No MeSH data available.


Related in: MedlinePlus

Cancer incidences and mortalities in urban and rural areas for females in China, 2011 (1/1,00,000).
© Copyright Policy - OpenAccess
Related In: Results  -  Collection

License 1 - License 2
getmorefigures.php?uid=PMC4593358&req=5

Fig3: Cancer incidences and mortalities in urban and rural areas for females in China, 2011 (1/1,00,000).

Mentions: Lung cancer was the most common cancer in all areas, followed by female breast, gastric, liver, and colorectal cancers, with estimated new cases of 651,053, 248,620, 420,489, 355,595, and 310,244 in 2011, respectively. Lung cancer was the most frequently diagnosed cancer in males, followed by gastric, liver, esophageal, and colorectal cancers; breast cancer was the most common cancer in females, followed by lung, colorectal, gastric, and liver cancers (Table 3). The 10 most common cancers accounted for approximately 75% of all cancer cases (Figure 1). In urban areas, lung cancer was the most frequently diagnosed cancer (3,41,543 estimated new cases with an incidence of 49.44/1,00,000), followed by female breast, colorectal, gastric, and liver cancer; in rural areas, lung cancer was the most frequently diagnosed cancer (3,09,510 estimated new cases with an incidence of 47.14/1,00,000), followed by gastric, esophageal, liver, and colorectal cancers (Figures 2, 3).Table 3


The updated incidences and mortalities of major cancers in China, 2011.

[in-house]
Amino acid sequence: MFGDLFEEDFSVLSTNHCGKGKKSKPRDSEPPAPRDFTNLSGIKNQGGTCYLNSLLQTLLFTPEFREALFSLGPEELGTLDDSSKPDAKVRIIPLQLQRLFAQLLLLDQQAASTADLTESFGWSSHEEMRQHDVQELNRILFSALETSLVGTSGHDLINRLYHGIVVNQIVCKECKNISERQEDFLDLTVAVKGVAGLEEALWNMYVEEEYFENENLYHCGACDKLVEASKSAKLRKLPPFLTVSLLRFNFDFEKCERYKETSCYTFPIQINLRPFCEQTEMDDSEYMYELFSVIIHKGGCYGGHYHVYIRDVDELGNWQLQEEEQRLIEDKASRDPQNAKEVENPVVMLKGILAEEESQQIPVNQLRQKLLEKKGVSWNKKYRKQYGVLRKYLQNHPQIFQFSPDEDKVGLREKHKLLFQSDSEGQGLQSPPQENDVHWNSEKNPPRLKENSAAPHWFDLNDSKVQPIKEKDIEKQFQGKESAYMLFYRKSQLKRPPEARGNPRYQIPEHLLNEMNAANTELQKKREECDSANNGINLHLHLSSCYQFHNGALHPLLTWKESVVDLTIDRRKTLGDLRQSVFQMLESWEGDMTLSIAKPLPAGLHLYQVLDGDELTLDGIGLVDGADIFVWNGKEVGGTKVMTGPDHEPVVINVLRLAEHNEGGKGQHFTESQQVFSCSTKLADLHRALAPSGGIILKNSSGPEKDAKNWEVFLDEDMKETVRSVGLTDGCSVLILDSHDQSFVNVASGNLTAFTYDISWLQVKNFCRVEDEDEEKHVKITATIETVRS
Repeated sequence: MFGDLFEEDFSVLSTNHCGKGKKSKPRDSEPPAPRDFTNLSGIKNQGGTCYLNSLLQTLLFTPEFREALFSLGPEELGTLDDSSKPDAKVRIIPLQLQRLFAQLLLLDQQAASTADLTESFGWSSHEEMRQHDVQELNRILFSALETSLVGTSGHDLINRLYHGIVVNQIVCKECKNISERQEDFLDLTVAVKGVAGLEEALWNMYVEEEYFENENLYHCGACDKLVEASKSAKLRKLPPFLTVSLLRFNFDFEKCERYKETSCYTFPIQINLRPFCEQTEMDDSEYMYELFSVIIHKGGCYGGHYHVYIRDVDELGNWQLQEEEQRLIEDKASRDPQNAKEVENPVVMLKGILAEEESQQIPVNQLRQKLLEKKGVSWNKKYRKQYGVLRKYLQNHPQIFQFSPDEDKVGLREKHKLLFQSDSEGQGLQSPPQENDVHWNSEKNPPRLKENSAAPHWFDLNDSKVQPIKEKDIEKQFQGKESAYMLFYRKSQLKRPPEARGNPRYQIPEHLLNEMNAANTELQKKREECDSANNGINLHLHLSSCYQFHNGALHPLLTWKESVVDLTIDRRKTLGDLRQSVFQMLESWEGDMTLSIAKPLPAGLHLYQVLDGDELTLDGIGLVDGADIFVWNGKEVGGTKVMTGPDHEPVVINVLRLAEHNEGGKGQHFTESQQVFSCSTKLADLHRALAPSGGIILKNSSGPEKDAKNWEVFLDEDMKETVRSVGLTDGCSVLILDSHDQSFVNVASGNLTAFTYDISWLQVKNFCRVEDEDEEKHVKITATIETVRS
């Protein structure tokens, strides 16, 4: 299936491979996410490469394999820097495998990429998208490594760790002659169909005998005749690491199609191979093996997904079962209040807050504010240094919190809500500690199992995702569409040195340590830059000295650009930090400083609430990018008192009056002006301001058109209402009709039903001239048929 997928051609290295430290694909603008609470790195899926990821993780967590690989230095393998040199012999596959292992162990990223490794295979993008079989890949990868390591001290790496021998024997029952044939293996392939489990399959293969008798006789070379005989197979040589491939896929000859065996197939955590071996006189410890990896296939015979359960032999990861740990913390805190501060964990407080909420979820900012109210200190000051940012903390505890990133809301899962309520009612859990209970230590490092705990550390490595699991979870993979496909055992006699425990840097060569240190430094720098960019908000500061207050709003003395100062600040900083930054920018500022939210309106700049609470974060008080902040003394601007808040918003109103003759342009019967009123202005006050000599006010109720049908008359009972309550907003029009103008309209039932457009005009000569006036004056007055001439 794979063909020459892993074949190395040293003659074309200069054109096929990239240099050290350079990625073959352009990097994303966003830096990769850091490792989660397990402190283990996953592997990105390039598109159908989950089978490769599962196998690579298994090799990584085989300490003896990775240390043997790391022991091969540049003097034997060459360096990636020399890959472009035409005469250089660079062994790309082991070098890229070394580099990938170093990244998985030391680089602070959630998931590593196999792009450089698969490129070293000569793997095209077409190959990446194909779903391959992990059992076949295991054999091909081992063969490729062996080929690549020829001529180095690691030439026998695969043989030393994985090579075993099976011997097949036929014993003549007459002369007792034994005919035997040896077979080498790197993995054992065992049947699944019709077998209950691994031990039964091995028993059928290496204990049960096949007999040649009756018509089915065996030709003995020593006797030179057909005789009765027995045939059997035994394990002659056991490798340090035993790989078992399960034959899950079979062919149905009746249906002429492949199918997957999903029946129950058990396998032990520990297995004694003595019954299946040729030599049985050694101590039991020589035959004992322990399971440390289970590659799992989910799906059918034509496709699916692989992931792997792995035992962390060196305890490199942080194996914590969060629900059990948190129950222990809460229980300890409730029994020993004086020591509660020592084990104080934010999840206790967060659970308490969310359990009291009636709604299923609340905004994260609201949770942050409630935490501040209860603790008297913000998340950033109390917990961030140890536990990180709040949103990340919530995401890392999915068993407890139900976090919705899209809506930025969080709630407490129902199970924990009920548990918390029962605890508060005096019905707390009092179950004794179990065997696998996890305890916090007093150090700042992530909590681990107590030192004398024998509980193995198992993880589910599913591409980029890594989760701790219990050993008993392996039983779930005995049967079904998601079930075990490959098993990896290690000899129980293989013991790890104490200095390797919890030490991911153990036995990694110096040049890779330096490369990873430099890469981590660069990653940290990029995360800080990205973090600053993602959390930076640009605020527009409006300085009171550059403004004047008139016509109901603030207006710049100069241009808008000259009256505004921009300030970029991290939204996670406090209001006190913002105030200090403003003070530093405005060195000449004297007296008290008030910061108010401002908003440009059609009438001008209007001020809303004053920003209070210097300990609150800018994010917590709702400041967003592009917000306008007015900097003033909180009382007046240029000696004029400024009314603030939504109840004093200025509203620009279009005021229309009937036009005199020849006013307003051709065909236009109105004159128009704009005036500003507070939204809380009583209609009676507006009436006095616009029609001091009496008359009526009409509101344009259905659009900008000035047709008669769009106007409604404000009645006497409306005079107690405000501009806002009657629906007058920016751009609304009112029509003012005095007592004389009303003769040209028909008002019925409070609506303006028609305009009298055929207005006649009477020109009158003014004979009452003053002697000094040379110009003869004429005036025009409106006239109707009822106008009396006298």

Chen W, Zheng R, Zeng H, Zhang S - Chin J Cancer (2015)

Cancer incidences and mortalities in urban and rural areas for females in China, 2011 (1/1,00,000).
© Copyright Policy - OpenAccess
Related In: Results  -  Collection

License 1 - License 2
Show All Figures
getmorefigures.php?uid=PMC4593358&req=5

Fig3: Cancer incidences and mortalities in urban and rural areas for females in China, 2011 (1/1,00,000).
Mentions: Lung cancer was the most common cancer in all areas, followed by female breast, gastric, liver, and colorectal cancers, with estimated new cases of 651,053, 248,620, 420,489, 355,595, and 310,244 in 2011, respectively. Lung cancer was the most frequently diagnosed cancer in males, followed by gastric, liver, esophageal, and colorectal cancers; breast cancer was the most common cancer in females, followed by lung, colorectal, gastric, and liver cancers (Table 3). The 10 most common cancers accounted for approximately 75% of all cancer cases (Figure 1). In urban areas, lung cancer was the most frequently diagnosed cancer (3,41,543 estimated new cases with an incidence of 49.44/1,00,000), followed by female breast, colorectal, gastric, and liver cancer; in rural areas, lung cancer was the most frequently diagnosed cancer (3,09,510 estimated new cases with an incidence of 47.14/1,00,000), followed by gastric, esophageal, liver, and colorectal cancers (Figures 2, 3).Table 3